UK Border Agency’s highly questionable interpretation of FOI law
OK, lets back up a bit here to the year 2000 and the reason the Freedom of Information Act 2000 was brought in – the Act was brought in so that the public would have a legal right to access promptly any information held by a public body except where this would be harmful. That includes the right to access information the public body or the people who work for it don’t want you to have because it is embarrassing or would take up a bit of their time to put together. That said let’s get back to December 2012 and to the UKBA’s reasons for withholding information from the public. UKBA have been asked for information about exclusion orders. I understand why it might not be appropriate to release names of individuals and I understand that it might not be appropriate to release information about ethnic groups where there are only a very small number of individuals, however UKBA’s response is ridiculous:
“We have considered whether to withhold only the names of the individuals concerned, but to release the rest of the information requested. However, we have concluded that the data relating to the years 2009-2011, most of the data relating to nationalities and the information on the basis of each individual’s exclusion order, relate to sufficiently small numbers of people that its release would breach the Data Protection Principles. This is because the information released could be linked to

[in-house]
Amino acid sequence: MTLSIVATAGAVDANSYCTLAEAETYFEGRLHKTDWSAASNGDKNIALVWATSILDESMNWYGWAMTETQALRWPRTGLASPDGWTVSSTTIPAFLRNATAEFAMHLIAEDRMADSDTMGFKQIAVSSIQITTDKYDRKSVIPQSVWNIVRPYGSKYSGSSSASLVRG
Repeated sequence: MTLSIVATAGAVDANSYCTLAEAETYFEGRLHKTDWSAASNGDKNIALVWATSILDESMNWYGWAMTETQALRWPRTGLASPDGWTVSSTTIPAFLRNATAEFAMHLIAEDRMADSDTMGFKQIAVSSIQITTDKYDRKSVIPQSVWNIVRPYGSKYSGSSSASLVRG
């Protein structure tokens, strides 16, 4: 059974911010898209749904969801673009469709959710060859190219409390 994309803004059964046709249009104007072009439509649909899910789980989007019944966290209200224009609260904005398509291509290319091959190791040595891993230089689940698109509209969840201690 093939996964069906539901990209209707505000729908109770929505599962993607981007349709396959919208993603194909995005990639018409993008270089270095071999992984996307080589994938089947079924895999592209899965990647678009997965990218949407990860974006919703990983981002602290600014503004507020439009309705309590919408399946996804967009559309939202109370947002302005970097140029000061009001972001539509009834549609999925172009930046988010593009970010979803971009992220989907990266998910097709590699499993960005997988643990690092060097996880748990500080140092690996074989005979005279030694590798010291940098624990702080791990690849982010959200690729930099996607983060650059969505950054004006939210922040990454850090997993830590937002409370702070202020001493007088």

particular individuals, or enable individuals to be identified if that information were cross referenced with other data that may be available via other sources. Although not all of the nationalities relate to very small numbers of people, we consider that the release of figures relating to some nationalities but not others, could similarly make it possible for someone, who already knows information relating to any of the other nationalities, to deduce information about individuals who have been excluded because they would know, from the omission of that nationality from our response, that they are from a nationality of which only a small number of people have been excluded.”
I am left wondering under what circumstances UKBA would release any aggregated statistical data whatsoever. Presumably, the UKBA officials would oppose the publication of the 99% literacy rate of the UK population because it would mean that I could be virtually certain that my next door neighbour was literate. To be honest I am surprised they even released the total figure of 32 because had I told my neighbour that I was the 100th person ever to receive an exclusion order and I got a special cake from UKBA he would now know I had lied. Presumably, UKBA cannot admit to not having a holding centre inside the Ritz Hotel in case someone happened to tell a friend they were in a holding centre and putting two and two together she deduces that he wasn’t staying at the Ritz. Seriously, though if you go down the UKBA route where does it end?
If you provide certain information to friends, neighbours and others it does make it more likely they can usually find out more information about you using other information in the public domain – that’s obvious and to a point you have to accept this.
Why can’t UKBA at least address the question: “In each case, what was the basis of the exclusion order?” for the 32 exclusion orders issued on a no names no nationalities basis?
The UK Border Agency’s highly questionable interpretation of FOI law is contrary to the spirit of transparency that is so badly needed in this country today.